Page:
Phew, it has been a busy couple of months, but I’ve got a quick chance to dive back into this guy. He’s getting close to finished, the colors and general design are in place. The expressive parts – the face, hands, and since he’s barefoot, his feet – are in place. But there’s quite a bit left to render. We often think of rendering and polish as adding more detail. In deciding what details are needed, I check back in with my goals for this design.
I also know this character will sometimes be shirtless in my story, so one of the requirements of this concept is that it allows for a couple of variations with elements removed.
He is looking a little plain, is he not? I had planned to give him some more occult accessories, particularly necklaces, and have not yet done so. It’s why I bared so much of his chest, but – there’s another motive there.
I want him to be creepy sexy.
I mentioned before that I wanted him to be evil-looking but handsome. But getting more specific, he is a villain, and I don’t want people to feel unconflicted about finding him attractive. It shouldn’t feel good to ogle him. It should feel kind of gross.
That means I need to make sure I don’t feel unconflicted about it. I want there to be a dark edge to every aspect of him, and once I get specific with about that goal, I can lean into it. It really helps to have a keyword, or a touchstone idea, to help keep the goal in mind.
In this case, it feels like a good analogue for the feeling might be an over-ripe fruit. Something that was, a short time ago, delicate and sweet, but is now fermenting; it will intoxicate you but also make you sick. Even the definition of the word “intoxicate” means “to poison.”
A lot of the time if you pause and connect again with the goal of the piece you’ll find another aspect of your chosen keyword, or a twist or different flavor to the idea that can give you a foothold for some more specfics. This doesn’t necessarily mean adding additional narrative so much as it means simplifying and fine tuning what’s there. You don’t do a final render by adding any and every detail you can think of; you get more specific and add details that reinforce the touchstone idea or keyword.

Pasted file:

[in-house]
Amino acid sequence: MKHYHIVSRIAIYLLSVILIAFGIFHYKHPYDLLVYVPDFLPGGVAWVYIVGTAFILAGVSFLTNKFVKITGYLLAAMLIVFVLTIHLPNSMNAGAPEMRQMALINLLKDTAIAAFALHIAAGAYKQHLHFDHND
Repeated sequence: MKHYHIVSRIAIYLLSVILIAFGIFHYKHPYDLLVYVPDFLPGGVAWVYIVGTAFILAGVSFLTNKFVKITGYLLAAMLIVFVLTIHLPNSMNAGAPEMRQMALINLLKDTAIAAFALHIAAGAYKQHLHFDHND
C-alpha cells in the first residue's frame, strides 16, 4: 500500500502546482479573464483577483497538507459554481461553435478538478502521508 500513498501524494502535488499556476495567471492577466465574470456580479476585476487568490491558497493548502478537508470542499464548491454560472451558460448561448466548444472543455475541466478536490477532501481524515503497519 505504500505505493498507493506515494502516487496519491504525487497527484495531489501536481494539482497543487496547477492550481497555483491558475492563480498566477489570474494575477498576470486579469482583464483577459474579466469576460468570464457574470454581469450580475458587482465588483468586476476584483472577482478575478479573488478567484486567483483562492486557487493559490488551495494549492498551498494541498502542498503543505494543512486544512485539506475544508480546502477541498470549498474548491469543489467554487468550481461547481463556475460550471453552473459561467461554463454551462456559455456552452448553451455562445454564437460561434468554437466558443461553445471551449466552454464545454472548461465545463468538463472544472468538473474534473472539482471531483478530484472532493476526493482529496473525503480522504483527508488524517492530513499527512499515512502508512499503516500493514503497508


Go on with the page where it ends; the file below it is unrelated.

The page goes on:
So, going forward with the idea of this guy being an intoxicant: he should be both enticing and rotten. I’m going to push the thinness of his physique to keep him looking delicate, and try to capture a sickly look to his flesh, for that hint of poison.
Here’s where we’re starting for today:
I’m going to hide the layers of his robe – and since I am going to want to turn those layers on and off, and one layer is underneath the body layer so it’s not as simple as putting the layers in a folder I can hide or unhide, I’m going to make a couple layer comps instead. Layer Comps are kind of an obscure Photoshop tool that is extremely useful for precisely this task – character design with multiple costume variations. The Layer Comps window might not be one of your defaults, in which case you can find it in the Window menu.
If it is in one of your toolbars, the icon for it looks like a little newspaper. Once you have the menu open, you can click the little + button to create a layer comp. This saves your arrangement of which layers are visible. Click the + button to create a new comp:
A window will pop up allowing you to name the layer comp (you can rename later just like you can with layers)
The named comp now appears in your Layer Comps window.
You can then go and hide layers, in whatever arrangement needed…
Then go to Layer Comps window and hit the + button again…
Name the new layer comp, and then you will see two of them in the Layer Comps window.
Then you can quickly switch your arrangement of visible layers between the two by clicking the checkbox left of the named layer comp.
If you need to update which layers are visible later, say if you add a new layer to the robe for another layer of detail, you can click the Refresh button at the bottom of the Layer Comps menu.
Now I can open up some reference, and easily hide or unhide the banyan/robe layers.
I’ve started to scribble in some necklace shapes, with the idea of them being sort of mismatched. Perhaps one of these necklaces on its own would be an interesting design, but together the shapes are a little jumbled, a little visually icky, to fit with my idea of wanting a dark side to the details.
I have added a layer for shadows cast by the necklaces too – and I’ll take a moment to update the layer comp:
Then switch to the other layer comp, unhide the necklace layers so they will be visible with the robe off, and then update that layer comp as well. But oh – the shadows aren’t right, the shirt’s shadow is visible.
I’ll just copy the layer and erase that part of the shadow, so we have two different shadow layers for the two alternative designs. Then I’ll continue the parts of the necklaces and their shadows now visible with the robe hidden, and update the layer comp again.
I’ve got to wrap up for today… This design piece, plus the time to document the steps, is turning into an exercise in chipping away at a personal project bit by tiny bit – but now I’ve got the two alternate views set up with layer comps, and can continue with the render process next time.